LSU Among the Top Universities to Receive Energy Department Graduate Research Awards


BATON ROUGE – LSU is one of five universities in the U.S. with more than one graduate student awarded funding from the U.S. Department of Energy Office of Science Graduate Student Research, or SCGSR, program. Two graduate students — LSU Department of Chemistry doctoral candidate Chunwa Peter Kei of Boston, Mass. and LSU Department of Physics & Astronomy doctoral candidate Alison Dreyfuss of Keene, N.H. — are among the 53 awardees announced today. The awards were established to support graduate students to conduct part of their graduate thesis research at one of 14 Department of Energy national laboratories.

“The DOE Office of Science SCGSR provides us with resources and a rare opportunity to collaborate closely with national laboratories. For me, it represents a holistic learning environment where we can advance our scientific knowledge and at the same time, utilize world-class, state-of-the-art research facilities and instrumentation,” said Kei, who is working on his Ph.D. with his adviser, LSU Department of Chemistry Professor Evgueni Nesterov.

Kei will conduct three months of research at Oak Ridge National Laboratory, or ORNL, in Tennessee for his Ph.D. using neutron scattering. He will collaborate with ORNL instrument scientist Changwoo Do. Kei will work on a project titled “Core-shell nanostructures prepared by controlled chain-growth polymerization: Investigation of the formation mechanism.”

Dreyfuss will conduct research at the Lawrence Livermore National Laboratory in California for her Ph.D. in nuclear physics. The award supports six months of collaborative research with Lawrence Livermore National Laboratory physicist Jutta Escher, who is also an LSU alumna. Dreyfuss will work on a project titled “Understanding nucleosynthesis from a symmetry-informed ab initio perspective.”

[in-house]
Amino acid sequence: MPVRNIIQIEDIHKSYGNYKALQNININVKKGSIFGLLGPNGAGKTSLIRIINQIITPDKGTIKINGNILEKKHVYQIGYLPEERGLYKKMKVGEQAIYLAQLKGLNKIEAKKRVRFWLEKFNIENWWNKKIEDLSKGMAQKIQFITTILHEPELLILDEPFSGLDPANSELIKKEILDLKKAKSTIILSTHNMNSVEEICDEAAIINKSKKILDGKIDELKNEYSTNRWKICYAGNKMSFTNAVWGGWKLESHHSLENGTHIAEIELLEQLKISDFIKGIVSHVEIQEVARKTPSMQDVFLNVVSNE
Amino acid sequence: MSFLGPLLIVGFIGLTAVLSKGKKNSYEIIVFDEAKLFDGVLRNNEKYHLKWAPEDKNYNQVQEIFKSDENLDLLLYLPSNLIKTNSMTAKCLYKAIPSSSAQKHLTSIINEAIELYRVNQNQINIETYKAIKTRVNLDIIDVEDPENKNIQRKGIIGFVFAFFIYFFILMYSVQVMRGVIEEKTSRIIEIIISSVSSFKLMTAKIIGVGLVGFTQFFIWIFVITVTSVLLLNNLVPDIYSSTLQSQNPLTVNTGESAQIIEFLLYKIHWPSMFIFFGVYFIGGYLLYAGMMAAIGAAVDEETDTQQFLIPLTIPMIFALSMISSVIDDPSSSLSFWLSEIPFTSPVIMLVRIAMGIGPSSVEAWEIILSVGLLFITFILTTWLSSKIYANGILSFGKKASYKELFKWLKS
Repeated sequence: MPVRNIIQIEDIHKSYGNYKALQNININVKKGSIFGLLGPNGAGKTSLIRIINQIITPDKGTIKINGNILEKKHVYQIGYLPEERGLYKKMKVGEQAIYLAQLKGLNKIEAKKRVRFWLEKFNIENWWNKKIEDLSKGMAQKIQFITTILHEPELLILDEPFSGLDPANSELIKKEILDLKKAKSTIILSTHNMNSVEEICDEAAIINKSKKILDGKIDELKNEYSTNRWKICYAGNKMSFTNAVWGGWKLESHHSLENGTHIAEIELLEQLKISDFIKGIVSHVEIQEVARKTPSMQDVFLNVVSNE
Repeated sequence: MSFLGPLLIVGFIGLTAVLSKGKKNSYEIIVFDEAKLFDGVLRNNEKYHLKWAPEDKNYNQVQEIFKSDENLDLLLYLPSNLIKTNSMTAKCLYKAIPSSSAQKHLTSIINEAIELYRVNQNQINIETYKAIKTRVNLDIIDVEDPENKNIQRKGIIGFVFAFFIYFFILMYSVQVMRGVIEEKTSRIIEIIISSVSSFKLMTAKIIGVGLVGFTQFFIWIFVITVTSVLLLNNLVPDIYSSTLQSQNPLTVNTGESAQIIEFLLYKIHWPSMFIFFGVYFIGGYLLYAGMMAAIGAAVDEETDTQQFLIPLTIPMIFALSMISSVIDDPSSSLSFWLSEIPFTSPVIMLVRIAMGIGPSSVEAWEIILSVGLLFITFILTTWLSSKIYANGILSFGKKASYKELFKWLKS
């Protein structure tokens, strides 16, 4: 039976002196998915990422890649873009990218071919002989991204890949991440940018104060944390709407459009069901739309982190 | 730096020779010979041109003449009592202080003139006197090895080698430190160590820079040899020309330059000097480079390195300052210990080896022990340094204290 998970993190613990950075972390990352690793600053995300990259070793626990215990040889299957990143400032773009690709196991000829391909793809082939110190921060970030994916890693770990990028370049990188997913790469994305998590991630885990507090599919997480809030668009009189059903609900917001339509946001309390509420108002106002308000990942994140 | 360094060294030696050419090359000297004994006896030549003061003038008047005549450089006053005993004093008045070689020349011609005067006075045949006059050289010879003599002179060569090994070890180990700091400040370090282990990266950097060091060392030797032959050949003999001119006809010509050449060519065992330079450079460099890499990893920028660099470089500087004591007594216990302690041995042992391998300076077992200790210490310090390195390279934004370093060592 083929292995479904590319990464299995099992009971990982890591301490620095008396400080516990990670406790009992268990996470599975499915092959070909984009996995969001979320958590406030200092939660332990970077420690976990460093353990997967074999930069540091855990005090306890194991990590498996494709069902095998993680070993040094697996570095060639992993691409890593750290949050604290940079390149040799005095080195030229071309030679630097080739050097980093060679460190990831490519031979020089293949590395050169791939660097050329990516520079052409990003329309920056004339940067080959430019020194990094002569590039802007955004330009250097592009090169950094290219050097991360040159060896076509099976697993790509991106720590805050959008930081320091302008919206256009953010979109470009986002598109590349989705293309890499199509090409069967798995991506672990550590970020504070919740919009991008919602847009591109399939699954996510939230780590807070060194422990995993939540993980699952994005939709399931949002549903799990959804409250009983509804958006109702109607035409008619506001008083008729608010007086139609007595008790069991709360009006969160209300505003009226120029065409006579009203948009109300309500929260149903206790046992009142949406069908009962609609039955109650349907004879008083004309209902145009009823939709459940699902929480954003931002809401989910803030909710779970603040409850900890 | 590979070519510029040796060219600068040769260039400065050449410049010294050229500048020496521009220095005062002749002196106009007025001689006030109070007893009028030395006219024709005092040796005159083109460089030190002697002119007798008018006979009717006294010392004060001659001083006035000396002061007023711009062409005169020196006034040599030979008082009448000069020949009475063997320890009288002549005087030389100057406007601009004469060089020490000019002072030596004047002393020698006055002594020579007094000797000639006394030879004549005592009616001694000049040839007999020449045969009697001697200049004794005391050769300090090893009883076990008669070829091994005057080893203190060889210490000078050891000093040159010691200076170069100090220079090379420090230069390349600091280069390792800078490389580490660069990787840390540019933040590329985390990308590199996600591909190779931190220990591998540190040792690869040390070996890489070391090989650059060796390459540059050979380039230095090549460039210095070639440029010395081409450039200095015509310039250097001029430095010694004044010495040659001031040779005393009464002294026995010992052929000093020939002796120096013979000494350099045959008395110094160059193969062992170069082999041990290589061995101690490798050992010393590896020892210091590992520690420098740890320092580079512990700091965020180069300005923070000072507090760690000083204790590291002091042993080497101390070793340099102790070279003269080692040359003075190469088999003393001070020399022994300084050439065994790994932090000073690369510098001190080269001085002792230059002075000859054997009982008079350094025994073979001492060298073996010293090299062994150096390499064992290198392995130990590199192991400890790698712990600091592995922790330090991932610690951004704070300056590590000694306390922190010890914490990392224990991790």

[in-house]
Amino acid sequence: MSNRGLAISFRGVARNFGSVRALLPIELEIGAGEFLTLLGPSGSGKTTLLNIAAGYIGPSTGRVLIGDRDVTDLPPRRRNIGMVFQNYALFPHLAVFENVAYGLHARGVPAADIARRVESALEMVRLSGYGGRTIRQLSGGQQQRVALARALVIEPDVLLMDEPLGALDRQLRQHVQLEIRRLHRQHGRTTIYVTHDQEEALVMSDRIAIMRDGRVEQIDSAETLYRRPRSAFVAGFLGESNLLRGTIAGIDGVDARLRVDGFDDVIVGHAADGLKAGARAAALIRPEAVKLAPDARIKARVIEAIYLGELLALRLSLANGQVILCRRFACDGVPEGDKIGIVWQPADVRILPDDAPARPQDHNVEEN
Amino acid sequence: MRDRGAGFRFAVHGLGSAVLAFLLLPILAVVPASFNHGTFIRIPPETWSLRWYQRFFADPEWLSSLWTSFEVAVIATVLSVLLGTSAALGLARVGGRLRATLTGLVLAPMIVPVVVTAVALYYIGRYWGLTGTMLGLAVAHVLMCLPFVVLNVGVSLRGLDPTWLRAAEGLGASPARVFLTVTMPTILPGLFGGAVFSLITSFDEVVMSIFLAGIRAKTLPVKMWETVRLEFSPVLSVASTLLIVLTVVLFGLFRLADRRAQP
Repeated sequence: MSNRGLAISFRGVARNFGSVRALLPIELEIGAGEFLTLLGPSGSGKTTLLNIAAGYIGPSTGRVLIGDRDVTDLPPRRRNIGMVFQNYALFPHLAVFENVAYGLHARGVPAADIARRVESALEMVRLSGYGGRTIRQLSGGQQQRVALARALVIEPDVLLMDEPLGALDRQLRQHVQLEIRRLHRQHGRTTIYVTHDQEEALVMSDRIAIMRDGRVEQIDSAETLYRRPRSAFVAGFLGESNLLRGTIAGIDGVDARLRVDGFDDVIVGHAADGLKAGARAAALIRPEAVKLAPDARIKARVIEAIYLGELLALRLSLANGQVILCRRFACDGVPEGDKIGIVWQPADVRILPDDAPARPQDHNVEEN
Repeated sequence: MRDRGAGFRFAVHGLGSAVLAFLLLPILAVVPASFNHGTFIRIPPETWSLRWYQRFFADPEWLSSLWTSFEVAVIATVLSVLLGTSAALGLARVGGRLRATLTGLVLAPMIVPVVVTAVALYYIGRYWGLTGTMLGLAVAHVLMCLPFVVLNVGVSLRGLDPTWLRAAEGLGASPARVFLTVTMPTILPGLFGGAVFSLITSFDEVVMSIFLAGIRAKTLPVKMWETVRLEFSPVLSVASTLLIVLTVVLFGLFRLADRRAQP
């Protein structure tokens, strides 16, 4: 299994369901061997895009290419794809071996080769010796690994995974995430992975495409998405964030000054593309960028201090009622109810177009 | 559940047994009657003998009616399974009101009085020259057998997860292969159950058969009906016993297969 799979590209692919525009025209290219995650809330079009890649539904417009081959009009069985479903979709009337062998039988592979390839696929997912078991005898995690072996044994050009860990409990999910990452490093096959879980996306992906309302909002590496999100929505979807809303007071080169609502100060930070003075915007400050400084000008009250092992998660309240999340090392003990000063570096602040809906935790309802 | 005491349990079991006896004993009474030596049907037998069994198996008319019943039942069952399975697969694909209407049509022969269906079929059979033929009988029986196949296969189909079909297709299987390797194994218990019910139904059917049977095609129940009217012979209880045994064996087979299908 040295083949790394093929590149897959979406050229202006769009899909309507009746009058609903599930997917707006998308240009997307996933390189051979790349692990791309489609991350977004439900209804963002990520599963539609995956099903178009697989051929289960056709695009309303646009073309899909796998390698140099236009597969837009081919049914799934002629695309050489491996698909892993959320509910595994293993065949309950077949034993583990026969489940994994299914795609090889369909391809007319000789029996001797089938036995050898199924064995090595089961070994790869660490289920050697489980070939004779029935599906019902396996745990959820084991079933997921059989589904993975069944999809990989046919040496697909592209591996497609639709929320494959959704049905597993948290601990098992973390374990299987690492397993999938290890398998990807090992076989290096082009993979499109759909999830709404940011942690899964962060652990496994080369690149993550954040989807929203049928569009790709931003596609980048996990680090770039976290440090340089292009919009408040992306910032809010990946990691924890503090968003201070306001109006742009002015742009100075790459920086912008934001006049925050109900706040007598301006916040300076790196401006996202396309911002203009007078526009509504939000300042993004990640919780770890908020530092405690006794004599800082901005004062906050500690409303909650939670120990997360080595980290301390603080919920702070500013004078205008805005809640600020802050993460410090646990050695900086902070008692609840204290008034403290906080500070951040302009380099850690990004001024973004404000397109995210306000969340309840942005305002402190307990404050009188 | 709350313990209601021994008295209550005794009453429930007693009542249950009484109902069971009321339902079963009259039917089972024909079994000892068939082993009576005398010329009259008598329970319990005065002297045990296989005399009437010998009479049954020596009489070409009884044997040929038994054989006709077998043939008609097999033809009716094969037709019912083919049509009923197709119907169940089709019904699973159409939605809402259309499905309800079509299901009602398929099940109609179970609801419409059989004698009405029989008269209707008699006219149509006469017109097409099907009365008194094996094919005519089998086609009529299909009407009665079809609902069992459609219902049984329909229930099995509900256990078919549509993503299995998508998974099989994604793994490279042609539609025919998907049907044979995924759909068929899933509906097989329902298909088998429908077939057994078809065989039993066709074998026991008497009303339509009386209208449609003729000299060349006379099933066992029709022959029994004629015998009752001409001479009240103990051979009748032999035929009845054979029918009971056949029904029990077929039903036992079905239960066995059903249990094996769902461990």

“The SCGSR award is giving me the opportunity to develop a new theory for nuclear reactions that will help inform us on how the universe produces the matter that is all around us,” said Dreyfuss, who is working on her Ph.D. with her adviser, LSU Department of Physics & Astronomy Assistant Professor Kristina Launey.

The award provides support for inbound and outbound travel to the laboratory, and a monthly stipend of up to $3,000 for general living expenses while at the host DOE laboratory during the award period. The research projects are expected to advance the graduate awardee’s overall doctoral thesis while providing them access to the expertise, resources and capabilities available at DOE laboratories.


Additional Link:

U.S. Department of Energy Office of Science Graduate Student Research:



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